Maestro has unveiled the Impact Score, a brand and agency-focused rating system designed for to measure the engagement and monetization of interactive livestreams.
The startup believes that measuring the number of downloads or views for streams isn’t enough. It also wants to figure out how closely engaged viewers were with the stream and whether it made money for the brands and agencies that sponsored it.
“We are doing this because we need brands and agencies to be able to measure livestreams consistently, one against another,” said Maestro CEO Ari Evans, in an interview with GamesBeat. “The Impact Score is a metric for engagement, monetization, and viewer hours. The future of livestreaming is interactive, and we are helping customers create the gold standard for measuring interactivity.”
An Impact Score is a measure of a livestream’s performance within Los Angeles-based Maestro’s ecosystem. The final score out of a possible 100 is a sum of four sub-scores. Each sub-score contributes up to 25 points, based on this event’s metrics compared to those seen in the ecosystem in the twelve months prior to the event. Increasing any sub-score raises the final Impact Score.
Engagement and monetization are measured as the percentage of the audience who directly engage or transact, respectively, during the stream using one of Maestro’s related features.
Maestro’s own white-label livestreaming platform can engage viewers using tools such as polls, trivia contests, commerce offers, tournaments, and sponsor activations.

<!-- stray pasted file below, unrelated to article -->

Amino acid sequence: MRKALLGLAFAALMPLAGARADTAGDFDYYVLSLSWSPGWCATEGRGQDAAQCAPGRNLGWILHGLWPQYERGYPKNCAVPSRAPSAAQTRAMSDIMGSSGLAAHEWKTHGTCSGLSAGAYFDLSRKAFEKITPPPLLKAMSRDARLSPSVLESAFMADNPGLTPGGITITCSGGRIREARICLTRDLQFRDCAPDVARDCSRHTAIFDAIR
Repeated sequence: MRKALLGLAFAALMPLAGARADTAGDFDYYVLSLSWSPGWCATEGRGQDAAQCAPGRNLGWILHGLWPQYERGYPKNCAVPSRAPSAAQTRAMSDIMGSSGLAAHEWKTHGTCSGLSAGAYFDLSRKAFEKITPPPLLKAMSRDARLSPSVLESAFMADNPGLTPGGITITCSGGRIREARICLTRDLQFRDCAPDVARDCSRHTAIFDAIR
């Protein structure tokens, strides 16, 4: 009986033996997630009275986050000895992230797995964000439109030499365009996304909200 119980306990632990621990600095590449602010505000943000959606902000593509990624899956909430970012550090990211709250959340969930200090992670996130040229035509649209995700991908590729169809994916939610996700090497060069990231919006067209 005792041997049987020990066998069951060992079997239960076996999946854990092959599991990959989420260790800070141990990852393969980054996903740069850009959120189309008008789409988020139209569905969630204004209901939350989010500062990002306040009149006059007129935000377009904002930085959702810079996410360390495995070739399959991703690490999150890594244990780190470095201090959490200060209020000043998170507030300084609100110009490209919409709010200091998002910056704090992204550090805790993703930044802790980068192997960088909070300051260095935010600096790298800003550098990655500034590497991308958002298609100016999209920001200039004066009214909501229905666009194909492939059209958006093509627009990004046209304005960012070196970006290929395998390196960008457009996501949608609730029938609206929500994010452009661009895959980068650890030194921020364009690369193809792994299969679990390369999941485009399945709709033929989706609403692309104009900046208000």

“For brands, the secret is finding a highly engaged audience or one that is monetizable,” Evans said.
The broadcasters can collect their Impact Scores and see how they change over time. Then they can publish these scores, so that brands and agencies can sort through them to see if the livestreaming body — we’re talking mostly about companies here, rather than individual streamers — is a good fit for the brand.
The data powering Impact Scores is collected at a granular user-level, enabling both brands and broadcasters to identify viewers and build direct relationships. Customers can focus on growing an audience list instead of an anonymous view count and can further leverage Maestro’s client relationship management (CRM) system to retarget segments of their audience, tailor the experience, and maximize campaign objectives.
You can think of Impact Scores as similar to Nielsen ratings, which were used to evaluate the success of television shows, for the sake of advertisers who poured money into those shows. In that way, Evans believes Impact Scores are a significant milestone in crafting the future of livestreaming and the participation of brands in them. Customers can choose not to publish their Impact Scores as well.
“You can use it to segment viewers based on behaviors, like who viewed certain segments or bought something,” Evans said.
In addition to the Impact Score, Maestro provides a white-label platform for enterprise livestreamers to own, engage, and monetize their audiences. It helps customers create engaging experiences with a data feedback loop to identify viewers, tailor strategies, and maximize business metrics. The company developed its white-label livestreaming platform over the past three years.
Customers include Microsoft, PlayStation, Electronic Entertainment Expo (E3), ESL, Ubisoft, Capcom, Warner Bros., Adobe, Turner Sports, Coachella, The Grammy Awards, and more. The Impact Scores compare data for Maestro’s own pool of communities.
“So far, the livestreaming industry has been looking at expanding its numbers, not monetization, but we think that will change over time,” Evans said. “Ultimately, I think the money is in things like subscriptions.”
Evans founded the company in 2015. The company has 20 employees, and it has raised $5.8 million to date.
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